Workforce Management Maturity Evolution Part 4 – Innovate
This is the final installment in a four-part series on workforce management maturity. With advancements in cloud-based technology, mobile applications and simplified enterprise applications, organizations are able to transform their workforce from a cost of doing business into a competitive advantage. Part 4 discusses the final phase of workforce management maturity – innovate.
In Jim Collins’ bestselling book Good to Great, those few companies that distanced themselves from the competition all had common traits among them. The concepts of “Level 5 leadership”, having the right workforce “on the bus”, and transformations that were the result of focus and continuous improvement over sustained periods of time eventually led to achieving greatness.
There are many organizations that have evolved through the first three phases of the workforce management maturity curve, getting the value of their workforce to one of a Flexible asset, and perception of their workforce into an “Agile Workforce.” However, the best-in-class organizations that have moved into the Innovate phase now view their workforce as a vital workforce and a competitive advantage. For them, their employees are their most critical asset who, when provided with the right tools, training and support enable these organizations to achieve great results that their customers value and their peers and competitors envy.
Big Data and the Workforce
Throughout this series, the application of technology and process change has enabled organizations in each phase of workforce management maturity. Most organizations in the Innovate phase are embracing Big Data initiatives to identify triggers that influence growth, profitability, brand reputation, and operational excellence, as well as organizational transparency and accountability. In the Innovate phase, organizations incorporate labor metrics into their big data strategies, to transform their workforce into a network of individuals all working together to achieve a desired result. (Consider Southwest Airlines, where every interaction with their workforce is one that is focused on delivering a high level of customer service).
The correlation of labor data with operational measurements of inputs & outcomes can yield powerful insight into the impact of your workforce on business growth, brand perception and ultimately shareholder value. However, basic data mining does not equate to a big data strategy that will enable business innovation and continuous improvement. Lack of understanding of how to use analytics to improve the business is the biggest obstacle in achieving success with big data. Organizations must transition the analysis from an IT function to a business operations function – combining measurements, analytics and business intelligence tools with visibility and controls for business leaders to understand and act on.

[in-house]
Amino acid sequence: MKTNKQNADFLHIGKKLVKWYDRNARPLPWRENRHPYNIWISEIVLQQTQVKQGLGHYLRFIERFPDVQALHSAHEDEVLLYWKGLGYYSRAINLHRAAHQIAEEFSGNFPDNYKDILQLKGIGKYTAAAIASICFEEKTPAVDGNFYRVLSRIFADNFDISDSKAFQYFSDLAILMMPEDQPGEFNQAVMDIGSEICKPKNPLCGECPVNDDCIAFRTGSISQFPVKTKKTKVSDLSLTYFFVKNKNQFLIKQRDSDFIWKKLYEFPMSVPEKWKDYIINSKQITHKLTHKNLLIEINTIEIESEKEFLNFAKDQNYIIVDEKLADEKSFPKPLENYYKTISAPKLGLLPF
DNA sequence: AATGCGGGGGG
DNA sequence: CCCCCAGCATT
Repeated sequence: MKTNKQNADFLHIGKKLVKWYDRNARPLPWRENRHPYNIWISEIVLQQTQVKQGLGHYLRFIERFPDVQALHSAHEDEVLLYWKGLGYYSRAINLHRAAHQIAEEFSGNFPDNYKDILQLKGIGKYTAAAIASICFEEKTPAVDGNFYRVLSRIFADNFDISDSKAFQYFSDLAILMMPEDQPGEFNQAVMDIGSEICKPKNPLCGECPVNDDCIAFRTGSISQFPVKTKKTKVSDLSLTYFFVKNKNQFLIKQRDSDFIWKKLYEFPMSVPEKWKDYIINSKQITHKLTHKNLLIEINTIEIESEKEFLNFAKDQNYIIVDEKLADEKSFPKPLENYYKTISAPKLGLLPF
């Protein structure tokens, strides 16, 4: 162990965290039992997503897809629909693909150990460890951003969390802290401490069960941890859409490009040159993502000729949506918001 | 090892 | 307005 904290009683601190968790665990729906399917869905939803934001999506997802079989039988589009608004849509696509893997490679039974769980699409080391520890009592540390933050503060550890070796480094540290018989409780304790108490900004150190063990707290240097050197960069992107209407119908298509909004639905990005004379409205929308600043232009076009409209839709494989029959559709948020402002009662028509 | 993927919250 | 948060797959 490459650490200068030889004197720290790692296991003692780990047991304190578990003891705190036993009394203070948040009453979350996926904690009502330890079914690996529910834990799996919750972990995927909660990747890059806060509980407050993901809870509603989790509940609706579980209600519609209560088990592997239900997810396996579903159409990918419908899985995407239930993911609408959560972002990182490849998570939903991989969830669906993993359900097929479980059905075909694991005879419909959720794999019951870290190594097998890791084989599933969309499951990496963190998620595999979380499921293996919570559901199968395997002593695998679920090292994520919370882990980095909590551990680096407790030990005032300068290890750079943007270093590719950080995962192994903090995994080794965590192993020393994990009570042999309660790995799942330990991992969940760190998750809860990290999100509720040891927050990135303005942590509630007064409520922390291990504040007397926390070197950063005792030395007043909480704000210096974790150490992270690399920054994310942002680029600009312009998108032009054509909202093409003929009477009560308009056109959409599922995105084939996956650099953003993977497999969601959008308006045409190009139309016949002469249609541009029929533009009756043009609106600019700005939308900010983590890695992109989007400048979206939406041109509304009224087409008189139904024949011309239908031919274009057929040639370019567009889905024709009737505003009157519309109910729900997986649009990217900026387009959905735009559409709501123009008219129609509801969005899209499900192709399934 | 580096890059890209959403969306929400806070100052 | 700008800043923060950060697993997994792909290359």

Workforce Analytics drives Innovation
When workforce analytics is combined successfully with operational data, actionable information will lead to operational comparisons and adjustments. Initial tracking of labor metrics like absenteeism, turnover and overtime can evolve into industry-specific trends and analysis. Retail stores can see the impact in increased operating margins, profit per employee and a stronger brand reputation. Healthcare providers can correlate treatment procedures, provider education/training, and technology with patient diagnosis and outcomes. Manufacturing firms can achieve operational excellence through lean labor principles.
When your workforce evolves from a cost of doing business into a competitive advantage, your organization can make that leap from good to great!